Difference between Practice and Practise | Practise vs Practice

What is the Difference between Practice and Practise?

Practice with a ‘c’ and practise with an ‘s’ are one of the most commonly confused words in the English language. The difference between these two words lies in their usage. One of these is used as a verb while the other is used as a noun.

Table of Contents

Many concepts in grammar can be quite tricky to comprehend because of various rules and an equally perplexing number of exceptions. Moreover, the English language has a vast vocabulary and this can overwhelm new learners. In this article, we shall explore the difference between practice vs. practise, their meaning, usage and relevant examples.

Table Summarising the Difference between Practice and Practise

Practice

Practise

Usage

(as per British English)

Used as a noun

Used as a verb

Meaning

  1. Actual application, belief, methods, or use of an idea
  2. A habitual or customary ritual / procedure
  3. An exercise that is done repetitively or frequently to acquire proficiency in a particular skill
  1. To perform an activity regularly in order to become proficient in it or improve a skill
  2. To do something regularly or habitually.

The Meaning of Practice and Practise

As discussed above, the meanings of ‘practice’ with a ‘c’ and ‘practise’ with an ‘s’ are quite different. This is due to the fact that ‘practise’ is used as a verb while ‘practice’ is used as a noun.

  • ‘Practice’ is used as a noun and it denotes the following:
    1. The actual application, belief, methods, or use of an idea as opposed to theories.
    2. A habitual or customary ritual / procedure or a way of performing an activity.
    3. An exercise that is done repetitively or frequently to become proficient in a particular skill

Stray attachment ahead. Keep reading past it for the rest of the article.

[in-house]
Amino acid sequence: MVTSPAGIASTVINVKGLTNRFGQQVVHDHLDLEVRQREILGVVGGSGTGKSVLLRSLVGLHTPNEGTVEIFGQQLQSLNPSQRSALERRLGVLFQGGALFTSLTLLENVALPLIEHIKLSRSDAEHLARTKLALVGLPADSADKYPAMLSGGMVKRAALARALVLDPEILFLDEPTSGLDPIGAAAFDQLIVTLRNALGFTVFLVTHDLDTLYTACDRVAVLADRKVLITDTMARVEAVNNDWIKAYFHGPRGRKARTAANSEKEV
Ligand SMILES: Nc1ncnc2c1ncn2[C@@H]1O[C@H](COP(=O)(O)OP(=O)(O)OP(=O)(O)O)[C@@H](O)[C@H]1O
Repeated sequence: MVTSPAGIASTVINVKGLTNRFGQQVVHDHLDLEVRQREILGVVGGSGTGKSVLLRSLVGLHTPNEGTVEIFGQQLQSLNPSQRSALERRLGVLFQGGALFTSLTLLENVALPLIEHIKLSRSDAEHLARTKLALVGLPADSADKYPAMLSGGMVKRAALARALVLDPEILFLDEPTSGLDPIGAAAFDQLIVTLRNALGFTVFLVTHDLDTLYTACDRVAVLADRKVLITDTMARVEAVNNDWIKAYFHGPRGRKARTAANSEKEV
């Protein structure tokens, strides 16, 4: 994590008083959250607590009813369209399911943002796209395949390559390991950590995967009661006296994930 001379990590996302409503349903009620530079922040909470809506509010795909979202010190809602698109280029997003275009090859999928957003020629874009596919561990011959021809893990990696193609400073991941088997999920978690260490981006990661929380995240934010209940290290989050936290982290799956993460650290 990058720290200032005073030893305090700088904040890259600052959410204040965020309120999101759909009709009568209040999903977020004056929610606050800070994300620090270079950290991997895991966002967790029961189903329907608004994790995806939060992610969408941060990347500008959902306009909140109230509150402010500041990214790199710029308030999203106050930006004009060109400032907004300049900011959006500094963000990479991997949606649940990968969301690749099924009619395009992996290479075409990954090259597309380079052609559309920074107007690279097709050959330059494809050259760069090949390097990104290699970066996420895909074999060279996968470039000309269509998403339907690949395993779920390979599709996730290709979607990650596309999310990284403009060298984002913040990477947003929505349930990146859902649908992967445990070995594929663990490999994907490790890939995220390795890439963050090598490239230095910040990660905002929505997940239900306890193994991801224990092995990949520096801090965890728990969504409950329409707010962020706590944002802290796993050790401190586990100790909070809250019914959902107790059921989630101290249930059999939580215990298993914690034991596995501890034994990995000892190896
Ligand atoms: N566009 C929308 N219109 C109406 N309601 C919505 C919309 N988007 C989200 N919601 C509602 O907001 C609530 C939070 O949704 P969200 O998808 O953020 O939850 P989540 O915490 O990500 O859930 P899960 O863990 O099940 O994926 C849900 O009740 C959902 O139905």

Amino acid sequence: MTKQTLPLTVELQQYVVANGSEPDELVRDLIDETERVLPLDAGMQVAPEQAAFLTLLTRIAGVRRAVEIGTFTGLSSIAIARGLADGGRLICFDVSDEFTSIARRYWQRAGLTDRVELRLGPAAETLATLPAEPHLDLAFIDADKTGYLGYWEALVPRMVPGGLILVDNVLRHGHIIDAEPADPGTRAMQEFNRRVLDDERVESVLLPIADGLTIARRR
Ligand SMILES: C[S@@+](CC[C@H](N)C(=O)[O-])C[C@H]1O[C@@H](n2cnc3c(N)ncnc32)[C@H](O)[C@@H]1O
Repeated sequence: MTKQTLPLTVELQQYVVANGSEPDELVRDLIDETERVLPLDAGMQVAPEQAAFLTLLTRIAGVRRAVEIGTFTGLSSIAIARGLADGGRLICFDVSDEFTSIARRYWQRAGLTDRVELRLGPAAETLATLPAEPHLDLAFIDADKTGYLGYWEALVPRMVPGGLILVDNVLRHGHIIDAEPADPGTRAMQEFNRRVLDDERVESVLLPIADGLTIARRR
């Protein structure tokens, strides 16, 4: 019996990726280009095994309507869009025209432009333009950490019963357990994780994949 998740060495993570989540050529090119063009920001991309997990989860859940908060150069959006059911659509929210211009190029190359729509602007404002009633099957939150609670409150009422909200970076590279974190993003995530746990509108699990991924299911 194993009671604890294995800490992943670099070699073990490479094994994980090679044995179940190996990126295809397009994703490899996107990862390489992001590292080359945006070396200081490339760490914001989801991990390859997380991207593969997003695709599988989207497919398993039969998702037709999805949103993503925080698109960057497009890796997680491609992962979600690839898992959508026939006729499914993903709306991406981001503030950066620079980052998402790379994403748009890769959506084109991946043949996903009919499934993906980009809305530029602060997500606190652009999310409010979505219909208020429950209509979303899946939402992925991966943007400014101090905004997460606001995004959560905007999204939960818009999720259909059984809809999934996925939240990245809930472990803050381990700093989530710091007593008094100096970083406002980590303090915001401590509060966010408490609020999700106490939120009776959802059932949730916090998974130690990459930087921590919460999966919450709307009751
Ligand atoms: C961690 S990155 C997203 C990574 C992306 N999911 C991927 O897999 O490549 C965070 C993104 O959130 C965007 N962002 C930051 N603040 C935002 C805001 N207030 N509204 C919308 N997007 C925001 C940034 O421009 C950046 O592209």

• ‘Practise’ is used as a verb and it denotes the following:
    1. To perform an activity regularly in order to become proficient or improve a skill
    2. To do something regularly or habitually.

Important note: The above explanation is relevant to British English. However, American English considers the word ‘practice’ to be a noun as well as a verb.

Examples for Practise and Practice:

We shall explore some examples:

  • Practice (noun):
  1. Actual application, belief, methods, or use of an idea – The principles and practice of this tribe can be traced back to the Aztecs.
  2. A habitual or customary ritual / procedure – Product placements are a common practice in the movie industry.
  3. An exercise that is done repetitively or frequently to acquire proficiency in a particular skill – This move takes a lot of practice to execute flawlessly.
  • Practise (verb):
    1. To perform an activity regularly in order to become proficient in it or improve a skill – I need to practise my Spanish.
    2. To do something regularly or habitually – They practise these archaic rituals even today.

Practice vs. Practise – Conclusion

Grammar is an important aspect of any language. It’s not just about sentence construction and spelling, but also expressing complex thoughts and ideas effectively. Moreover, English grammar is not as hard as people might think. It’s just a series of rules and regulations that organises the language in a (mostly) logical way. By learning some of these rules, you can become proficient in English. In this article, we have explored the difference between Practice and Practise, their meanings, usage and relevant examples. Explore other important English differences between articles, only at BYJU’S.

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